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Garden Infusions

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The best part of a meal at a nice Italian restaurant, especially when you show up hungry, is that basket of warm homemade bread. Come to think of it, it can also be the worst part of your meal, since when it comes out, you fall upon it like a ravenous beast, and end up having to take ¾ of your entrée home with you in a box because you shoved three baskets of bread into your face. You’re usually given a plate or a small bottle of infused olive oil for adding that extra punch to your bread, and that’s what really makes it.

Infused olive oil is bursting with flavor—commonly rosemary, thyme, sage, or pepper—and when it comes to finishing your breads, soups, pasta dishes, and meats, there’s nothing better. You can purchase really tasty infused artisan olive oils for cooking, but it can be expensive, and you are limited to what you can find in stores. Luckily, creating your own oil infusions is very simple, and it will allow you to experiment with any flavor combination you can think of, and using ingredients harvested from your own garden.

Olive oil isn’t the only thing you can infuse in your own kitchen. Using similar methods, you can infuse vinegar to pair with the oil you’ve made, honey, and water. Infusing liquor is an excellent way to add a kick to your cocktails, and create totally original drinks for your celebrations.

When it comes to what you can put into your creations, you can experiment with any clean dry herbs and spices. For your safety and the safety of those who might be tasting your infusions, stick to dried ingredients only, particularly with olive oil. Using moist ingredients, like garlic or citrus, can increase your risk of developing some pretty nasty bacteria in your infusion that can make you and your guests incredibly sick. If you have a food dehydrator, dry out moist ingredients completely before you add them to olive oil. While it is possible to add moist ingredients to olive oil, put it in the fridge, and use it up immediately, you are safest just using only dehydrated materials (we don’t want you to get sick any more than you do!). Give all of your infusing ingredients a good rinsing to remove any dirt or contaminants before dehydration. If you don’t have a food dehydrator, you can sun dry or oven dry your ingredients. Moisture-free is key.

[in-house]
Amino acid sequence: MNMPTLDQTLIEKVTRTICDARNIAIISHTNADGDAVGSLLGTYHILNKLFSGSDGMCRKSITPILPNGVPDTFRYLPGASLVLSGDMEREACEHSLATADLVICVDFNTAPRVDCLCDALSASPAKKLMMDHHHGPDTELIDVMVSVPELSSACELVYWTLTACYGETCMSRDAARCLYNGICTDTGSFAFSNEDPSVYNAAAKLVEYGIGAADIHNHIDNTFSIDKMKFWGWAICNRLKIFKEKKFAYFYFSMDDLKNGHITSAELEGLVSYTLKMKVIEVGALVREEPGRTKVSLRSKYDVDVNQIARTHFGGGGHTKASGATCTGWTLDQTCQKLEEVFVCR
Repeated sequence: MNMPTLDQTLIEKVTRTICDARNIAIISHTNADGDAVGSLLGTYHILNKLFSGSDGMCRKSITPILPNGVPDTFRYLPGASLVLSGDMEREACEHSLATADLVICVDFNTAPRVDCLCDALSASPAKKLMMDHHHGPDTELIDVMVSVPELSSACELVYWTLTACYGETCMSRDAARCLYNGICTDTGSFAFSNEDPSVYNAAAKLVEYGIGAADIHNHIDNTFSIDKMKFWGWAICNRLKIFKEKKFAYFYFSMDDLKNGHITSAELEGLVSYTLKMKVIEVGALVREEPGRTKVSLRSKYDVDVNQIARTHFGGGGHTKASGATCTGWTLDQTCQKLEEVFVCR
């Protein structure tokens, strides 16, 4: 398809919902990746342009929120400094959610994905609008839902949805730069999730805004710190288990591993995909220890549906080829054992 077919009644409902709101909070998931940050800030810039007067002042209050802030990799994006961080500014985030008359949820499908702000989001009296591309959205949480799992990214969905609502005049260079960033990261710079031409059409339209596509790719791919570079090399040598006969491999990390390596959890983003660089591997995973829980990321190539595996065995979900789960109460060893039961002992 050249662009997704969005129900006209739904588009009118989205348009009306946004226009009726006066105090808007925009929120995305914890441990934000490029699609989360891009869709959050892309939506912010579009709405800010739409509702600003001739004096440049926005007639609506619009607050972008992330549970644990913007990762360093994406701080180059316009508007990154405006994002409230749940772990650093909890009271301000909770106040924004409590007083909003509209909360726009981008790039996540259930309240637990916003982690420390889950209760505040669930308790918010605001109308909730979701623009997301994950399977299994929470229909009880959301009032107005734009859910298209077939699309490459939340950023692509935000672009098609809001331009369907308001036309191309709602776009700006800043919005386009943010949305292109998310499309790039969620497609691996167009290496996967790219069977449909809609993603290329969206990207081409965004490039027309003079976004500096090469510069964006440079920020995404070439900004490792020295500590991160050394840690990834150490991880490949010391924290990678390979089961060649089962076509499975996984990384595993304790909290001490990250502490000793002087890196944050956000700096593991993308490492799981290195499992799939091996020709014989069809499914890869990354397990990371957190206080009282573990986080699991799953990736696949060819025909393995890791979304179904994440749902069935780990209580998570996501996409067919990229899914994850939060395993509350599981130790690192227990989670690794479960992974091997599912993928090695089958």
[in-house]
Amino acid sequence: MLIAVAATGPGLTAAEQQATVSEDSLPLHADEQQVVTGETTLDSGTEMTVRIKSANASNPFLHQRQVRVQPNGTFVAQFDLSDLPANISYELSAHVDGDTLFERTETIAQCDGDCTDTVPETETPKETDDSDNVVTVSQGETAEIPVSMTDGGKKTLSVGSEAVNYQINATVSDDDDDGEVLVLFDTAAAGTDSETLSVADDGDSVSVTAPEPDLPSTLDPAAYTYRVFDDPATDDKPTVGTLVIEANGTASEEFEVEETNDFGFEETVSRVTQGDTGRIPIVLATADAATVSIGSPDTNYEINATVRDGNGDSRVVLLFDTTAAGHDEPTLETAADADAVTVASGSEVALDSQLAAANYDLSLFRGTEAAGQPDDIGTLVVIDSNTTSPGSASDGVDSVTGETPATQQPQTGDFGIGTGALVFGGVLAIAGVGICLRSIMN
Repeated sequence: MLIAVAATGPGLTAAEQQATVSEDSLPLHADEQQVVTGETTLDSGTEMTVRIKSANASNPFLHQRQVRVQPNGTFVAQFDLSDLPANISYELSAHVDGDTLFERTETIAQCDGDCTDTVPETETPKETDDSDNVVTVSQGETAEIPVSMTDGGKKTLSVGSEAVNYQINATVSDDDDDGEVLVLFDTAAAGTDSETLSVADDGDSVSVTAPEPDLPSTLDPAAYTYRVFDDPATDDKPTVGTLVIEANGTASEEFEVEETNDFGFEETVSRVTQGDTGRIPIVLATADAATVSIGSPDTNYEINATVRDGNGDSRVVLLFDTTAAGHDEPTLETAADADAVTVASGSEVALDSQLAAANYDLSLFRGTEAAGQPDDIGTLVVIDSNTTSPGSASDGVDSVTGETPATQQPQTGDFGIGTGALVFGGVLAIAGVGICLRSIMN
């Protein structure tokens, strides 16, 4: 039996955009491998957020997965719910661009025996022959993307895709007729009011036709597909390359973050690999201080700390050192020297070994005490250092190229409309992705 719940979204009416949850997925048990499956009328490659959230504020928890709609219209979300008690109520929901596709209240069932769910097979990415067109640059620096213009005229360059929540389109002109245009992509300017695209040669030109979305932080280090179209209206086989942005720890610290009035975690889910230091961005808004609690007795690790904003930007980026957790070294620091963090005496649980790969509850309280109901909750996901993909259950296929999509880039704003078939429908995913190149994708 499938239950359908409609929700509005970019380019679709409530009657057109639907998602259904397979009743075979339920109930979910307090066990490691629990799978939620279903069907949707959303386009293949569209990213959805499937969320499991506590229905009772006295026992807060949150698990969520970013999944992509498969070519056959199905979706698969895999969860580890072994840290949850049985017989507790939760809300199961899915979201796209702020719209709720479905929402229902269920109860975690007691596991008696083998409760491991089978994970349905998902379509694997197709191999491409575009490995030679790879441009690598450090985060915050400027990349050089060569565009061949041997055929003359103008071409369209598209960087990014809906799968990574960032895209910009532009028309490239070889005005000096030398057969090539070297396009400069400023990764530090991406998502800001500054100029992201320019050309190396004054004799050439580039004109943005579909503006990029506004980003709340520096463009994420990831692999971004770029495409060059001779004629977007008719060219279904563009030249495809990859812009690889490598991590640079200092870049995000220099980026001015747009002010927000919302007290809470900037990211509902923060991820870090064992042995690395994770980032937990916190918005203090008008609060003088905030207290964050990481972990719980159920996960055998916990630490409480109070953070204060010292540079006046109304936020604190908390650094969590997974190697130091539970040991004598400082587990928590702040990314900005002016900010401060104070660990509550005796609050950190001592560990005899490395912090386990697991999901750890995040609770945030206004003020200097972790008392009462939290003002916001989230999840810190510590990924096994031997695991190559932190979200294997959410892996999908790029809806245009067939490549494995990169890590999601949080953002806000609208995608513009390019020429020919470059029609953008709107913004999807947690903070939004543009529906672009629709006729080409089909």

You will need several air-tight glass bottles, jars, or containers to store your infusion while the magic is happening. If you are infusing water or liquor, you can use infusion jars with spigots so you can serve right from the jar when it’s ready. For honey, you can use mason canning jars, and there are loads of decorative bottles in which you can infuse oil and vinegar, especially if you are creating gifts. Just be sure that your containers have a tight seal, and that you’ve cleaned them thoroughly before use.

To create the best infusion possible, make sure that you use good quality stuff—after all, your fresh homegrown herbs, fruits, and vegetables won’t matter much if your oil, spirits, or honey aren’t very tasty to begin with.

At this point, making the infusion is simple: bruise your botanicals to better release the plant oils, add the desired amount to your infusion container, and add the liquid to be infused. Seal your container, and place it in your pantry, in a cabinet, or some other cool dry place where it can soak undisturbed. How long you will let your infusion sit depends on your taste, the ingredients you are steeping, and what you are infusing. Keep in mind that the longer you let some things sit, the more potent they’ll become. Cayenne, habanero, or jalapeño peppers from the garden are delicious when infused into oil or tequila, but if you let them sit too long, the slight spicy kick that you desire will become lava hot. If you are infusing with green or jasmine tea, leaving your infusion sitting too long will cause the tea to get that over-steeped bitter flavor. So, occasionally, test out your infusion to see how it’s coming along. When you are satisfied with the flavor, you can strain out the solids and rebottle the liquid.

How about a little lavender vanilla bean honey? Maybe an ice cold lemon and mint infused water? Give your bloody Mary a boost with a rosemary, basil, and pepper infused vodka. And, don’t forget to keep that classic Italian spice infused olive oil around for your own irresistible homemade bread. The combinations are endless!